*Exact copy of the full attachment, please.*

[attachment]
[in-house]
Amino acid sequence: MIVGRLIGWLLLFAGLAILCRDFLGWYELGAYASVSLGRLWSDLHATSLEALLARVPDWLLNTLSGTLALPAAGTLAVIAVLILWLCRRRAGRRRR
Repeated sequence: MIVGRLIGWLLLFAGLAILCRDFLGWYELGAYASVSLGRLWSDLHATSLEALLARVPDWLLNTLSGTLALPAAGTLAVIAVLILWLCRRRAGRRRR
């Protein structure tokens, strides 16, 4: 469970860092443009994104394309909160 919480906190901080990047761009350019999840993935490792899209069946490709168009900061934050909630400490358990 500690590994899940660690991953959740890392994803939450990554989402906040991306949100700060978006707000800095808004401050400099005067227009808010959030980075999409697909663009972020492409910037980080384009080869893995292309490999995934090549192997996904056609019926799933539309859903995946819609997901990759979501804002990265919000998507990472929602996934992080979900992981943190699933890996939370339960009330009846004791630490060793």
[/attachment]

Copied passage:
[in-house]
Amino acid sequence: MIVGRLIGWLLLFAGLAILCRDFLGWYELGAYASVSLGRLWSDLHATSLEALLARVPDWLLNTLSGTLALPAAGTLAVIAVLILWLCRRRAGRRRR
Repeated sequence: MIVGRLIGWLLLFAGLAILCRDFLGWYELGAYASVSLGRLWSDLHATSLEALLARVPDWLLNTLSGTLALPAAGTLAVIAVLILWLCRRRAGRRRR
């Protein structure tokens, strides 16, 4: 469970860092443009994104394309909160 919480906190901080990047761009350019999840993935490792899209069946490709168009900061934050909630400490358990 500690590994899940660690991953959740890392994803939450990554989402906040991306949100700060978006707000800095808004401050400099005067227009808010959030980075999409697909663009972020492409910037980080384009080869893995292309490999995934090549192997996904056609019926799933539309859903995946819609997901990759979501804002990265919000998507990472929602996934992080979900992981943190699933890996939370339960009330009846004791630490060793």